There is a fundamental question you need to ask yourself when you’re trying to get your message placed in the media – is your story good enough to make someone whip out their credit card and pay for it?
In the Australian media landscape, content has been free for consumers for a long time. Our TV and radio were free. Newspapers had a cover price but when the digital revolution arrived, much of that content became available for free.
New consumer habits were formed. Now they’re being reformed.
People are now content to pay to stream movies, television shows and music. They’re less happy to pay for newspaper content online, although that is changing. Free-to-air television providers have also seen their audience demographics change, particularly in the news space.
Despite this, it is still newspapers that drive the daily news agenda.
And if you want to make it into newspapers, you have the two-question test to pass:
Is it good enough you would read it yourself?
Is it valuable enough to prompt someone to buy a digital subscription?
If the answer is “no” to either question, then you’ve missed the sweet spot.
Be honest with yourself and ask whether someone would really find your story interesting. If you’re a regular media consumer, you’ll know what sort of stories stop you in your tracks. If your story doesn’t measure up to one of those pieces that make you take a few minutes out of your day, then it is time to rethink your angle.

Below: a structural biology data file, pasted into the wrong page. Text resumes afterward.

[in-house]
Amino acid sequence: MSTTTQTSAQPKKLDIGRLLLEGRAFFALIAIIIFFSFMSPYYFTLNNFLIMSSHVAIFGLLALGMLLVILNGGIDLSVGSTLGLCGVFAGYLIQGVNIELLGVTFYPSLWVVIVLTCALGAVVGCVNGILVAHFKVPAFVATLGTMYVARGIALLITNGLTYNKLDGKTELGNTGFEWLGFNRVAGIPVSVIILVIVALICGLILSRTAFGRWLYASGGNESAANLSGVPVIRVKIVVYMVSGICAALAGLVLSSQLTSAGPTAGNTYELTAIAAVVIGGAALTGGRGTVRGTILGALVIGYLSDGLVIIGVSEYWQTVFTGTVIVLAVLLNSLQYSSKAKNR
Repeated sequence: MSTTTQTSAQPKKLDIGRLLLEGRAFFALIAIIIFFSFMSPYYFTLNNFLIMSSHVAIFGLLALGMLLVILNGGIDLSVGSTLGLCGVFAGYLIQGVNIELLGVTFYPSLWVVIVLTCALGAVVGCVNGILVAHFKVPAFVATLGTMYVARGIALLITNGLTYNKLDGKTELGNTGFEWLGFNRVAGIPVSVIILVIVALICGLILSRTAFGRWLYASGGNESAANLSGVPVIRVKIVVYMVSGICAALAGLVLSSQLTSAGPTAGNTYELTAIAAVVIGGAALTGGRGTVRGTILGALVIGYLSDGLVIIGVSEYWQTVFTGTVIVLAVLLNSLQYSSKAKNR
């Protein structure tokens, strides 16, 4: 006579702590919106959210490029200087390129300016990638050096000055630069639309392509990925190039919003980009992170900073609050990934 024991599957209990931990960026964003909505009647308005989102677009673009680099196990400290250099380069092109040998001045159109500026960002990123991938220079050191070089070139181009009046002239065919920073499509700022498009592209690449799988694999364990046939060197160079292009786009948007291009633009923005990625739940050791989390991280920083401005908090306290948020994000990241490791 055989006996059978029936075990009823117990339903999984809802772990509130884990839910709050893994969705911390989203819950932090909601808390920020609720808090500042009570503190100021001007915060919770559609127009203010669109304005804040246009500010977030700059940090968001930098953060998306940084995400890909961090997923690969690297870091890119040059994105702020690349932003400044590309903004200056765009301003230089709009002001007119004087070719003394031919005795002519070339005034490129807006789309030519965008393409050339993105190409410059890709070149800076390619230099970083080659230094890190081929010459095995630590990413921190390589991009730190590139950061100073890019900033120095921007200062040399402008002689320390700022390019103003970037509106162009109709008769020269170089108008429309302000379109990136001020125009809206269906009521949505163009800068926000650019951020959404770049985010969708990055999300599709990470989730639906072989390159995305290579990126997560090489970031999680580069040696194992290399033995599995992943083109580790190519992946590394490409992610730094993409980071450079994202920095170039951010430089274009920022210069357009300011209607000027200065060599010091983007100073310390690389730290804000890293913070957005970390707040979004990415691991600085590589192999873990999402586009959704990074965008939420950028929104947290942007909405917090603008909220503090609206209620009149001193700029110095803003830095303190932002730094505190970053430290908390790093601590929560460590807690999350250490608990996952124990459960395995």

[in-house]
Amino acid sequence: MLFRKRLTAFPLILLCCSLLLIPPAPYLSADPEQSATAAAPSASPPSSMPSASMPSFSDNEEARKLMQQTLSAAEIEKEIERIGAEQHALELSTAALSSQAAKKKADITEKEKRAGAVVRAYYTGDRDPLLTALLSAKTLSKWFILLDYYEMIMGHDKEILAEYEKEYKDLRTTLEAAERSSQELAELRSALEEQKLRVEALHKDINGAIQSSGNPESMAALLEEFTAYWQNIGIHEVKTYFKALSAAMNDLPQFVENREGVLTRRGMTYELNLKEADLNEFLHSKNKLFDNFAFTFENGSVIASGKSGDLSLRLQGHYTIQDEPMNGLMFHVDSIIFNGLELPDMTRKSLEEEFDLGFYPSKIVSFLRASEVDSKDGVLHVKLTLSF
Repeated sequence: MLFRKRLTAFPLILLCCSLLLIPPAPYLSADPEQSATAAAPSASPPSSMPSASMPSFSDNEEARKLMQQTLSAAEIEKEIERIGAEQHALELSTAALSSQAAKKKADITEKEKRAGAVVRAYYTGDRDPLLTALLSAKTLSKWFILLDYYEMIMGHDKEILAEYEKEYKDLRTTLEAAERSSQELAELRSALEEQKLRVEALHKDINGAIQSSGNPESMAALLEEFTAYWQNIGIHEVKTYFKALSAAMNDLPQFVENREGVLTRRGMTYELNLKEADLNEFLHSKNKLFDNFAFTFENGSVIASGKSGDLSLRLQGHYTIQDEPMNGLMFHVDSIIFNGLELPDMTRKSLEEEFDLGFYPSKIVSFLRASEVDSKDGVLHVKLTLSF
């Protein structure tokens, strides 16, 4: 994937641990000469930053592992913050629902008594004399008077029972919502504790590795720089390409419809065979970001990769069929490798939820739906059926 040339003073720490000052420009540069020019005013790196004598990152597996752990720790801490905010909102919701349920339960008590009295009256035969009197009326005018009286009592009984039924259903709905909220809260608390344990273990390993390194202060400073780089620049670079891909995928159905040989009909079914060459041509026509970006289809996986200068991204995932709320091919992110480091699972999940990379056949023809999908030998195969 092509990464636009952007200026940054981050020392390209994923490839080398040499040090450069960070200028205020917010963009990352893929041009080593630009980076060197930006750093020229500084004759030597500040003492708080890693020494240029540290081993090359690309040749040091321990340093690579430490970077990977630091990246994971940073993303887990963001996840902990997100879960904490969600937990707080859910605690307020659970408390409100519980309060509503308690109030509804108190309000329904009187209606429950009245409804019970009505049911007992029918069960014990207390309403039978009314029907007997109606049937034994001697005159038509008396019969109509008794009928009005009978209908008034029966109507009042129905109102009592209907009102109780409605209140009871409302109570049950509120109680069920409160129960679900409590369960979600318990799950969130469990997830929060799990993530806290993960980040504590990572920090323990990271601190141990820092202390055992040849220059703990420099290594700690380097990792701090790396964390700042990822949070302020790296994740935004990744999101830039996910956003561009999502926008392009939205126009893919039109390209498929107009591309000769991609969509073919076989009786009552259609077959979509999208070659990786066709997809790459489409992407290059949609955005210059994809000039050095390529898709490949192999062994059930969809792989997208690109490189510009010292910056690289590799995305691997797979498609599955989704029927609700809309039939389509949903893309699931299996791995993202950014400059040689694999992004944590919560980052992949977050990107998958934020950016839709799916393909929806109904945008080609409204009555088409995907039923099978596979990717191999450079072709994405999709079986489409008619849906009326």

Once you have the right angle, the key to getting published in the current media landscape is finding that Venn diagram crossover, where you match the audience you’re trying to reach with the target audience of the media outlet.
That means understanding TV and radio demographics and knowing which stories drive an increase in digital subscriptions for newspapers.
Whether it be the Australian Financial Review, the Adelaide Advertiser or the Toowoomba Chronicle, the editors need to know your story will provide value to subscribers or entice new people to sign up.
For radio and television news directors, they want to know your angle will draw more listeners and viewers in the demographic that is of most value to their advertisers.
There are many other hurdles to clear to land your message in the right place but spending the time to know the value of your own message for the media is a strong first step.
If you need help to get your messaging right, contact us to speak with our team who have decades of experience in journalism and know what makes a “good yarn”.